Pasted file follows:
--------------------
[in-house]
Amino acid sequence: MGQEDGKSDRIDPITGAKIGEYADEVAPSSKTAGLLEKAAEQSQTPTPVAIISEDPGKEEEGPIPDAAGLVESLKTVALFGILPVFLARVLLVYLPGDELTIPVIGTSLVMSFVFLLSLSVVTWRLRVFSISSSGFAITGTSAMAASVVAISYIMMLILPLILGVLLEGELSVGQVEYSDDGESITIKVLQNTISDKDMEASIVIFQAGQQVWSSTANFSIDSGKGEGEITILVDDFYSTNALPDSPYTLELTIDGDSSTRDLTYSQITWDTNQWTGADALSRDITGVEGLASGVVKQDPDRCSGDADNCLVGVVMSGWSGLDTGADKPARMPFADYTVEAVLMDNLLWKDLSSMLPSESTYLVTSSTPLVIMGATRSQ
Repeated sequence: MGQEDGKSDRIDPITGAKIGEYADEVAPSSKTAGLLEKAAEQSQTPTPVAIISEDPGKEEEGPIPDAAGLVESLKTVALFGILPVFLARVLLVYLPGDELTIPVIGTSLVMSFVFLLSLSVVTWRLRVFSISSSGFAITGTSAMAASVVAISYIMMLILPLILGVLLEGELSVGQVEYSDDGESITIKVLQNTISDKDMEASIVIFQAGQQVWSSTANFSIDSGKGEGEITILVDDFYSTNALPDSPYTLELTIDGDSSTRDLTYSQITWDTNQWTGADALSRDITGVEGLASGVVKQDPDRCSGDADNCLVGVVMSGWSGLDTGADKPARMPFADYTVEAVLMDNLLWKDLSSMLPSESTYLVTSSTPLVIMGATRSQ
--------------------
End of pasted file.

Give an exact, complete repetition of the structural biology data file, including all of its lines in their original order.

[in-house]
Amino acid sequence: MGQEDGKSDRIDPITGAKIGEYADEVAPSSKTAGLLEKAAEQSQTPTPVAIISEDPGKEEEGPIPDAAGLVESLKTVALFGILPVFLARVLLVYLPGDELTIPVIGTSLVMSFVFLLSLSVVTWRLRVFSISSSGFAITGTSAMAASVVAISYIMMLILPLILGVLLEGELSVGQVEYSDDGESITIKVLQNTISDKDMEASIVIFQAGQQVWSSTANFSIDSGKGEGEITILVDDFYSTNALPDSPYTLELTIDGDSSTRDLTYSQITWDTNQWTGADALSRDITGVEGLASGVVKQDPDRCSGDADNCLVGVVMSGWSGLDTGADKPARMPFADYTVEAVLMDNLLWKDLSSMLPSESTYLVTSSTPLVIMGATRSQ
Repeated sequence: MGQEDGKSDRIDPITGAKIGEYADEVAPSSKTAGLLEKAAEQSQTPTPVAIISEDPGKEEEGPIPDAAGLVESLKTVALFGILPVFLARVLLVYLPGDELTIPVIGTSLVMSFVFLLSLSVVTWRLRVFSISSSGFAITGTSAMAASVVAISYIMMLILPLILGVLLEGELSVGQVEYSDDGESITIKVLQNTISDKDMEASIVIFQAGQQVWSSTANFSIDSGKGEGEITILVDDFYSTNALPDSPYTLELTIDGDSSTRDLTYSQITWDTNQWTGADALSRDITGVEGLASGVVKQDPDRCSGDADNCLVGVVMSGWSGLDTGADKPARMPFADYTVEAVLMDNLLWKDLSSMLPSESTYLVTSSTPLVIMGATRSQ